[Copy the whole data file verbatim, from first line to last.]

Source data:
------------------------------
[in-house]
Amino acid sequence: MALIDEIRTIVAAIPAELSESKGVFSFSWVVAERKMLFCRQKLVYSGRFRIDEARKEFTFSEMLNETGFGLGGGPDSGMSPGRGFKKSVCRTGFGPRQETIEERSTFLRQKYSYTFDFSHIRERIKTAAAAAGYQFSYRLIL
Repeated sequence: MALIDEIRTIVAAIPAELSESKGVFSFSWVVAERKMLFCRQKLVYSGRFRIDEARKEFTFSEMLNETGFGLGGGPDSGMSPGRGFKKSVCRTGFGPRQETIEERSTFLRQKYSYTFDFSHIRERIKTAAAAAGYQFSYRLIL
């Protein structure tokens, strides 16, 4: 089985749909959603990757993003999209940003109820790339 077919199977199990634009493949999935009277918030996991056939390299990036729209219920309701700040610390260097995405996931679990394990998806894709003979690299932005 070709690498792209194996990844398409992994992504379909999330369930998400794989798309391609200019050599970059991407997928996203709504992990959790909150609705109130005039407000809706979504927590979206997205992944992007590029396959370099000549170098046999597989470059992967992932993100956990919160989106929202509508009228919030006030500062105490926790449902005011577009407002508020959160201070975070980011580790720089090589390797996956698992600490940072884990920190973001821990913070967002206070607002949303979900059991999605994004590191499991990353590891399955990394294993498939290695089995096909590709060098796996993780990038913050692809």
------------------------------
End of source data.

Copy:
[in-house]
Amino acid sequence: MALIDEIRTIVAAIPAELSESKGVFSFSWVVAERKMLFCRQKLVYSGRFRIDEARKEFTFSEMLNETGFGLGGGPDSGMSPGRGFKKSVCRTGFGPRQETIEERSTFLRQKYSYTFDFSHIRERIKTAAAAAGYQFSYRLIL
Repeated sequence: MALIDEIRTIVAAIPAELSESKGVFSFSWVVAERKMLFCRQKLVYSGRFRIDEARKEFTFSEMLNETGFGLGGGPDSGMSPGRGFKKSVCRTGFGPRQETIEERSTFLRQKYSYTFDFSHIRERIKTAAAAAGYQFSYRLIL
């Protein structure tokens, strides 16, 4: 089985749909959603990757993003999209940003109820790339 077919199977199990634009493949999935009277918030996991056939390299990036729209219920309701700040610390260097995405996931679990394990998806894709003979690299932005 070709690498792209194996990844398409992994992504379909999330369930998400794989798309391609200019050599970059991407997928996203709504992990959790909150609705109130005039407000809706979504927590979206997205992944992007590029396959370099000549170098046999597989470059992967992932993100956990919160989106929202509508009228919030006030500062105490926790449902005011577009407002508020959160201070975070980011580790720089090589390797996956698992600490940072884990920190973001821990913070967002206070607002949303979900059991999605994004590191499991990353590891399955990394294993498939290695089995096909590709060098796996993780990038913050692809």